Table 2: The prevalence of symptoms at baseline

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Table 3: Outcome data in two groups, immediately and four weeks after the intervention

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Adverse effects

One patient in control and 2 in study group did not complete the treatment period because of allergic reaction and severe GI upset, respectively. The most common adverse effect in control group was diarrhea, whereas abdominal cramp was the most common in study group [Table 4]. Diarrhea managed by decreasing lactolose dosage and abdominal cramp decreased in 2 nd week of treatment spontaneously.
Table 4: Drug adverse effects in two groups

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   Discussion Top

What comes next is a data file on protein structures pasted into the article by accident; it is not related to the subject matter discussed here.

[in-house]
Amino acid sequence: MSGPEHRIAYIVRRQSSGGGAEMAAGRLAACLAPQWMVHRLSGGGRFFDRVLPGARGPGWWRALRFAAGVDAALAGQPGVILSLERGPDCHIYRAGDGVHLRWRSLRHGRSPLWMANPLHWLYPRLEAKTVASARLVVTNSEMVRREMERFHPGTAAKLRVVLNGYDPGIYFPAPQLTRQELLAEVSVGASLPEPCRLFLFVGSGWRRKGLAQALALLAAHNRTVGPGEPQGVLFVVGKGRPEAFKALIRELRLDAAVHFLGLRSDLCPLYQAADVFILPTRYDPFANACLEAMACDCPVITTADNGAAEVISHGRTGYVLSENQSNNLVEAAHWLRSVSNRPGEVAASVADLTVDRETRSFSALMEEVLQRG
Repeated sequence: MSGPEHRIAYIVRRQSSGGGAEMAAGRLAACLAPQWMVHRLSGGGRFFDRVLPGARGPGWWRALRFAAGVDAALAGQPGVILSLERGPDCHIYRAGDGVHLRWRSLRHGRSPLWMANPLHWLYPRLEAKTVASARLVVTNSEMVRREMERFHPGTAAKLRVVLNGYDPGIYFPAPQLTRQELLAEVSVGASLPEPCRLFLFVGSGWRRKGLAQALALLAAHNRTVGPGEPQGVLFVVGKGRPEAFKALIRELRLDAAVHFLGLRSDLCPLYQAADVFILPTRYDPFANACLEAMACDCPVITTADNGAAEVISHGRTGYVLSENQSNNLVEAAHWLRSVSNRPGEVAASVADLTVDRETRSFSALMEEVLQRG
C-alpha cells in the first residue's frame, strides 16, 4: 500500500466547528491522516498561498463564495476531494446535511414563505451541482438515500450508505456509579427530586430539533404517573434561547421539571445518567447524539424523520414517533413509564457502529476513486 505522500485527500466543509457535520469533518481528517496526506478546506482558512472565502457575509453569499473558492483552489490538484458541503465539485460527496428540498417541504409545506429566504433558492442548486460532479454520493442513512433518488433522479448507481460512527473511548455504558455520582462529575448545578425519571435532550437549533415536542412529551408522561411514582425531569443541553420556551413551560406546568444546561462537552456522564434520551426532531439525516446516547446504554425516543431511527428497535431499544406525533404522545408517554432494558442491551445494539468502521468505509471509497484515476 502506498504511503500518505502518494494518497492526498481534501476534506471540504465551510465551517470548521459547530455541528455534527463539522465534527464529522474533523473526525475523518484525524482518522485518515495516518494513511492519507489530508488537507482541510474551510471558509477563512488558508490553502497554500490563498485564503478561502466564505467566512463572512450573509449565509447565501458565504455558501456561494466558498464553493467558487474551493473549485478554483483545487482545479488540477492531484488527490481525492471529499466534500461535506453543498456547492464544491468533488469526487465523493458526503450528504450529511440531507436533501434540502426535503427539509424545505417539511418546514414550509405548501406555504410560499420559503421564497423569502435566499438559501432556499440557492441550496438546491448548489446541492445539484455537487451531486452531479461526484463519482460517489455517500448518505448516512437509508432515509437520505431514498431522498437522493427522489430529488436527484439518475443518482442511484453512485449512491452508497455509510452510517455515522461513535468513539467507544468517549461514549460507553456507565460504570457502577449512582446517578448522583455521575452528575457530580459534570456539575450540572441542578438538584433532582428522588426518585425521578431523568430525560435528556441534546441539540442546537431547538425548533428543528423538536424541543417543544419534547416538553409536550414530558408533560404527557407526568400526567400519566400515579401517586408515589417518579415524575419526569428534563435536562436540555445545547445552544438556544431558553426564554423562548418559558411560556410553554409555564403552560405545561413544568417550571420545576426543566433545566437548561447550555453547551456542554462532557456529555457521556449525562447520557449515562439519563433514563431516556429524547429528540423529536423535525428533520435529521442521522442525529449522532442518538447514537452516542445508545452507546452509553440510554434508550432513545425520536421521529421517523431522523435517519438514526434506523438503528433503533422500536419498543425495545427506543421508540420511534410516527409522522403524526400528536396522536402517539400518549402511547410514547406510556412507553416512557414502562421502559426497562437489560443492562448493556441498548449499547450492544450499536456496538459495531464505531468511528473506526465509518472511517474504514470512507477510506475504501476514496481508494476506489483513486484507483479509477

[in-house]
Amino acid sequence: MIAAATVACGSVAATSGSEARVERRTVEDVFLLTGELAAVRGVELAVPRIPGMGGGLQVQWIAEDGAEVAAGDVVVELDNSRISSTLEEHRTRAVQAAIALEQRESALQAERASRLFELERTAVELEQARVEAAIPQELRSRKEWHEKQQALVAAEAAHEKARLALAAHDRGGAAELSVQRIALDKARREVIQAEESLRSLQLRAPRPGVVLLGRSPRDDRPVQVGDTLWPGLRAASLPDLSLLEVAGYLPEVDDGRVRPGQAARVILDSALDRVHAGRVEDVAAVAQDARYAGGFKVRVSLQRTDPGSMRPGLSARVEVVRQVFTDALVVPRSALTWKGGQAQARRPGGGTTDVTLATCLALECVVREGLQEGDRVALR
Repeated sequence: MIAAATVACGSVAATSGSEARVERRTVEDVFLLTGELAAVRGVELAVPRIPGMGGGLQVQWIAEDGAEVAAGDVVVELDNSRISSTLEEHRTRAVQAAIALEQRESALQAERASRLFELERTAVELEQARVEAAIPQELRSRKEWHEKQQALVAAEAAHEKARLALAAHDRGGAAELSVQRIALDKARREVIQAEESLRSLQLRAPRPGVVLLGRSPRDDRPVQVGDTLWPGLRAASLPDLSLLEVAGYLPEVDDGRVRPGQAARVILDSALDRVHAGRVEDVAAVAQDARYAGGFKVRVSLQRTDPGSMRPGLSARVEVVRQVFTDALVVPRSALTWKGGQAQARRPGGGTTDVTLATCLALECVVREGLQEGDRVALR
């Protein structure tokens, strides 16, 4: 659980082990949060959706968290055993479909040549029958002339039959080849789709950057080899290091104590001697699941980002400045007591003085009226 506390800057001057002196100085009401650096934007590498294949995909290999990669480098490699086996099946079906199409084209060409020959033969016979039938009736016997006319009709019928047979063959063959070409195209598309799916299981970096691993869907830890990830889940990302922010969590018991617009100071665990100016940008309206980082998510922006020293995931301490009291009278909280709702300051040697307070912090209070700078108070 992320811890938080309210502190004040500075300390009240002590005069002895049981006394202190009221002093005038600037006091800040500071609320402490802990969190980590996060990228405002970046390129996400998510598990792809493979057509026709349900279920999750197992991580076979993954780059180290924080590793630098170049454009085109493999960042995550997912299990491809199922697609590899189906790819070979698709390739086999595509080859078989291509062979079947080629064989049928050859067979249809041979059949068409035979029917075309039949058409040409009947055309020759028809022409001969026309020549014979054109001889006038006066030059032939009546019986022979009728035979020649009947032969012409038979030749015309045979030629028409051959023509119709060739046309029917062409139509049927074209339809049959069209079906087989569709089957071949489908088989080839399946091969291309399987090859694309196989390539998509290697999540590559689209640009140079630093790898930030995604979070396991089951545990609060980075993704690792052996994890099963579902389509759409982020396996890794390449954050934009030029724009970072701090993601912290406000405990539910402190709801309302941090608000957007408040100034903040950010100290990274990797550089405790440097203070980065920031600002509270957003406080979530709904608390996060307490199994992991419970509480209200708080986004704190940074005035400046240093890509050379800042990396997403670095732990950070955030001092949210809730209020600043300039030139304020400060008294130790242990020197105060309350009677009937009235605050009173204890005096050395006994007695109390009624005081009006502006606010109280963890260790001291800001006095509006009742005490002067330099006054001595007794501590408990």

In this study, more than 50% of patients were in age range 40-49 years, and this may show important effect of life style on hemorrhoids pathogenesis. Over 70% of patients were in age range 30-49 years that is very important from social and economical viewpoint. More than 93% of participants were married that shows low prevalence in age below 30. Distribution of sex was not normal. This can be interpreted as more common risk factors in women than in men, factors such as low physical activity, obesity, pregnancy, etc. or may be due to more fear of rectal bleeding in women than in men. Almost half of patients experienced previous treatment, and this can show low efficacy of current medical treatment for hemorrhoids grade 1 and 2. Mean duration of disease was about 1 year. Embarrassment in expression of anal discomfort, symptom tolerability, and self-medication by soothing agents may be of delayed reference to the physician and varied prevalence and incidence in different society. Rectal bleeding was the most common referral cause, but among symptoms, constipation was the most. It can probably postulate that people are more sensitive to bleeding than other symptoms or signs. Furthermore bleeding makes patients motivated to seek treatment faster. Constipation was the most common finding and had a significant correlation with main signs of hemorrhoids such as protrusion (P = 0.000), rectal bleeding (P = 0.047), and colonoscopic grade (P = 0.018). This can emphasize on role of constipation as an important etiologic factor. Some theories have mentioned regarding the cause of hemorrhoids. The following factors have been suggested to contribute the development of hemorrhoids: Heredity, anatomic feature, nutrition, occupation, climate, senility, endocrine changes, food and drugs, infection, pregnancy, exercise, coughing, straining, vomiting, constipation, psychological problems, but the actual cause is remaining unclear. [1] Meanwhile there are some evidences suggesting the possible biochemical mechanism in the pathogenesis of hemorrhoids. [4] According to Persian traditional medicine, the main mechanism in majority types of hemorrhoids is accumulation of a biochemically changed blood in anorectal veins, which is called melancholic blood. Based on Persian and Ayurvedic traditional medicine, CM is stated to possess astringent, anti thrombotic, laxative, anti-inflammatory, analgesic, hepatoprotective properties and seems to act at a microcirculatory level. These properties cover the main therapeutic goals in hemorrhoids treatment. In this study, the effect of crude purified CM resin is evaluated in patients with hemorrhoids grade 1 and 2 in a randomized clinical trial. According to research findings, local symptoms including painful defecation (mean rank= 48.08), constipation (mean rank = 46.96), and bleeding (mean rank = 46.98) were alleviated better in control group (mean rank = 51.89, 52.98, 52.96, respectively). It can be justified by anti-hemorrhoid suppository administration in this group. Many studies have been carried out on clinical effects of CM resin, in a dose ranging 2-8 g/d for a 3-36 week period. Petroleum ether extract of this resin called Gugulipid is available in form of capsule, as a hypolipidemic agent. [11]